Gi Colors & BJJ
GI colors hold no weight in the Jiu-Jitsu community. However, the role of BJJ gi belt colors is to indicate a practitioner's skill set. The two colors, blue and white, are often fundamental in specific academies. Occasionally, you might encounter a "white gi only" policy while others don't enforce practitioners to wear a particular color. Others choose to wear a different color because that's what they prefer.
The Significance of Gi Colors
White is the traditional uniform color for several martial arts with Japanese roots. This color stands for "truth" and "purity" in Japanese culture. Some say its significance is why it's the main color in martial arts training. White is highly used in Judo and Jiu-Jitsu. When more people gravitated toward Judo, a blue gi was thrown into the mix. Together, the colors separated one competitor from another. In turn, Jiu-Jitsu masters adopted the color.
These colors are the only ones available for judo gis. This sale is strictly enforced by the International Judo Federation (IJF).
The International Brazilian Jiu-Jitsu Federation (IBJJF) permits practitioners to use black gis. However, when it's time to be a part of a significant event, like the IBJJF World Championships, black belts can only wear a white or blue gi in the finals.
Choosing a Gi Color
If you're practicing martial arts for the first time, wearing white is recommended since it is widely accepted at any academy. However, wearing a different color gi might come off as irrational to some or that you're better than your fellow students. Also, you cannot mix colors. Your shirt and pants must match.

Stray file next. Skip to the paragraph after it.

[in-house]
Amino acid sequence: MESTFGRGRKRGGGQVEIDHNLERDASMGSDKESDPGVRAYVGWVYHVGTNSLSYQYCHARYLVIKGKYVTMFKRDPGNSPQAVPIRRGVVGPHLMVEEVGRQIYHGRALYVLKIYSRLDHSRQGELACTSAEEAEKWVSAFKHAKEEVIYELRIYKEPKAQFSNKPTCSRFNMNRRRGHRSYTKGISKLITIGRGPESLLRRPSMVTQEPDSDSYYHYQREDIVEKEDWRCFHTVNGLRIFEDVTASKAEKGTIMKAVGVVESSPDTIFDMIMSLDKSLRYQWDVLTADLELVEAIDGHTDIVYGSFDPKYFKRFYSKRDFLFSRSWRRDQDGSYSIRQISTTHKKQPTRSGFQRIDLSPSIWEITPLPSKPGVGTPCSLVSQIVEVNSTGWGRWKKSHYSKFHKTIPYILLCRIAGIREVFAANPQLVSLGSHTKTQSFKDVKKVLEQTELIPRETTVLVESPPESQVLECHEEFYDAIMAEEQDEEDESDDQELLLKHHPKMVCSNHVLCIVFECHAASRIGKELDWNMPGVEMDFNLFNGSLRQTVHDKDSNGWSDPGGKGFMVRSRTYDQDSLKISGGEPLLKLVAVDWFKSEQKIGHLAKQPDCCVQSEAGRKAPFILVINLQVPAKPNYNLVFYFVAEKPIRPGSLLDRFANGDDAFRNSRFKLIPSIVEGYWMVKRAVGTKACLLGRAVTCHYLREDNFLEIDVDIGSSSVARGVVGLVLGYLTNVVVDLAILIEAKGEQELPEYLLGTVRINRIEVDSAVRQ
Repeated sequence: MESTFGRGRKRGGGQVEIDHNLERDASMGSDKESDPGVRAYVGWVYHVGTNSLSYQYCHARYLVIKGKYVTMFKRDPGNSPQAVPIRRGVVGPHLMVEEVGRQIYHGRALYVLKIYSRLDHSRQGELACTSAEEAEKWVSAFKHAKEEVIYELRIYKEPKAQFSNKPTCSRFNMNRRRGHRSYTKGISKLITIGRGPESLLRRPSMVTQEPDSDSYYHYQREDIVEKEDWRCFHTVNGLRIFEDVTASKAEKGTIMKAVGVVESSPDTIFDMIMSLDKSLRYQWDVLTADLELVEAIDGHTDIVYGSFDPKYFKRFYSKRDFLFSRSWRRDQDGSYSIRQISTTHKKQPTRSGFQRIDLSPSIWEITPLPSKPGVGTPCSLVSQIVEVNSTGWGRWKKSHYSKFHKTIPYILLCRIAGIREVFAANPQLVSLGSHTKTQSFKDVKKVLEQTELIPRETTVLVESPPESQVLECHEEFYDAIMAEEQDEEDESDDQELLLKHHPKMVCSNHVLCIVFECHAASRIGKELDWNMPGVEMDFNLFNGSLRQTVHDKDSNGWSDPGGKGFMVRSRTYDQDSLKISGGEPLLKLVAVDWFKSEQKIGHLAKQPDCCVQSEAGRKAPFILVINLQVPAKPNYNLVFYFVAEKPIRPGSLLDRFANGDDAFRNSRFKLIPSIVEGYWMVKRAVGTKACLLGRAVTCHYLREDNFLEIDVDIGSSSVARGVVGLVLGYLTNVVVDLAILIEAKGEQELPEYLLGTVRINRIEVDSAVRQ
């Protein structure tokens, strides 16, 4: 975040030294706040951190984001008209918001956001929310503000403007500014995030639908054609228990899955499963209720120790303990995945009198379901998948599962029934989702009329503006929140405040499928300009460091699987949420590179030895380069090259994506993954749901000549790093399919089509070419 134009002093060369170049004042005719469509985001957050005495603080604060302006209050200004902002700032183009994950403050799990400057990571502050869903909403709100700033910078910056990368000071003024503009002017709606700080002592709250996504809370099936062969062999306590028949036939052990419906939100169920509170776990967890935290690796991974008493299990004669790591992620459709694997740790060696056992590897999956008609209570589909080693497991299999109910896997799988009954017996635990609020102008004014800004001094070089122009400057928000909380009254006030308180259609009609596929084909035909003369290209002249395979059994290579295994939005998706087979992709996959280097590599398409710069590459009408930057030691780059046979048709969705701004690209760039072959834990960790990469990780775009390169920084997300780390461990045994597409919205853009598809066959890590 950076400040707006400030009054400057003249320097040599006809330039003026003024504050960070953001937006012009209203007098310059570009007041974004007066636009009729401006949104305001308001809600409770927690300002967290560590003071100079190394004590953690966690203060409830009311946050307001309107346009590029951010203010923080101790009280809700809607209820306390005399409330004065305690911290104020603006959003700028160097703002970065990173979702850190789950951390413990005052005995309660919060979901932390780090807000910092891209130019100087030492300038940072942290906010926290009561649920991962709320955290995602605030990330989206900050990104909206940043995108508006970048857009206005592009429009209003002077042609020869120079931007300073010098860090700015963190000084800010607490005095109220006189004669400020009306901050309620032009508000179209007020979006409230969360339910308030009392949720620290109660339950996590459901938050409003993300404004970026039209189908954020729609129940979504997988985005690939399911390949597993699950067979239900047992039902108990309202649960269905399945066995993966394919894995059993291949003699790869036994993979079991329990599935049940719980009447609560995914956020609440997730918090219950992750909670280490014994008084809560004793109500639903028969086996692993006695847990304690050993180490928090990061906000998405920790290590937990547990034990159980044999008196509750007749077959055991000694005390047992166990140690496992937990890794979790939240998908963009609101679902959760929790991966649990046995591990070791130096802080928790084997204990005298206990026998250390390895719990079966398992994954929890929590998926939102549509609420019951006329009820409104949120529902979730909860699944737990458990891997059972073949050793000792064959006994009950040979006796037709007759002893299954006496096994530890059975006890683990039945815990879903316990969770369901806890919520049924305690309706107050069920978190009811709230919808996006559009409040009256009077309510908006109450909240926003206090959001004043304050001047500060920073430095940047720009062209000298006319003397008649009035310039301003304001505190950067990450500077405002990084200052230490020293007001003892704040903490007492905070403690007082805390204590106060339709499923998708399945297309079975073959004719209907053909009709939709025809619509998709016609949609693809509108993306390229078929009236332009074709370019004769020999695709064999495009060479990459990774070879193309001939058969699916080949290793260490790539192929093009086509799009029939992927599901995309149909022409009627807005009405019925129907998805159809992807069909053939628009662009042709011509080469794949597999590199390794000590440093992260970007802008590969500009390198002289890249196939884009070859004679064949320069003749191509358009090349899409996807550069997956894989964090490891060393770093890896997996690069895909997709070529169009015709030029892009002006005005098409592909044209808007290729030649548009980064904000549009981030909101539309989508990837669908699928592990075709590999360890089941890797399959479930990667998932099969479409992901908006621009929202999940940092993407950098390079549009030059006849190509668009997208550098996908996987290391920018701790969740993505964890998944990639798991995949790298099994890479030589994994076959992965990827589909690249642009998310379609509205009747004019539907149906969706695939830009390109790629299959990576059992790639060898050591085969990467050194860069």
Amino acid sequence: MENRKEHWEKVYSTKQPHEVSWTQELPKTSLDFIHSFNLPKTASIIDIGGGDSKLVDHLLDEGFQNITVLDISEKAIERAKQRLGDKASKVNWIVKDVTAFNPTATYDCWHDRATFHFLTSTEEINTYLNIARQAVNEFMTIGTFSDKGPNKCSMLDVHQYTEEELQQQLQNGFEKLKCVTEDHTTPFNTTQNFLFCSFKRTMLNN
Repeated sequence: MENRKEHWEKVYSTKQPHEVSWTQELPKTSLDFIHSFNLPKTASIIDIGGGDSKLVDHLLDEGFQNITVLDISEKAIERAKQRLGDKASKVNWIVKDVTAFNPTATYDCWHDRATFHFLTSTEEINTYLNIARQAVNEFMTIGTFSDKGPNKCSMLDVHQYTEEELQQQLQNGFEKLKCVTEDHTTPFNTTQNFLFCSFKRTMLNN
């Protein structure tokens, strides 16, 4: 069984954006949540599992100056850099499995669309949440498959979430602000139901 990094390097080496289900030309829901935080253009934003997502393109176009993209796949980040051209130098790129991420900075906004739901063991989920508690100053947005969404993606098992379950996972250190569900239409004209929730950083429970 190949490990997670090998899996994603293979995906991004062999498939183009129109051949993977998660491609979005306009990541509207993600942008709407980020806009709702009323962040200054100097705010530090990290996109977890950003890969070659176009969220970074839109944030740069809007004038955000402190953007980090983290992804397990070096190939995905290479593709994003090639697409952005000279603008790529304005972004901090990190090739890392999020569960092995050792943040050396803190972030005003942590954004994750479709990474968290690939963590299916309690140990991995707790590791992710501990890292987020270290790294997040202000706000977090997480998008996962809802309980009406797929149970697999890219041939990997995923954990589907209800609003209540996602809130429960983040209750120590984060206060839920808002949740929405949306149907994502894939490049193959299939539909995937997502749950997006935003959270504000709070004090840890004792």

Do note, it's imperative to wear sports underwear under your gi pants. Men get the exception of wearing nothing or a training shirt under their gi top. Women should wear either a training bar or a training shirt under their gi because it frequently comes loose in training. Wearing compression pants is also useful when training because it'll give you coverage if they fail.
How Many Should I Have?
Realistically, it doesn't matter how many gis you own. You can get away with owning one if it can be dried and washed before your next training session. But, if you train a lot during the week, you should have two to three gis handy. Remember, you must have a clean gi for each training.
GI measurements are taken by a chart that gives the size rated on a scale of A0 to A5. The A stands for adult, and the associated number defines your height. For reference, the cut of the gi is signaled by L for long, S for short, and H for heavy.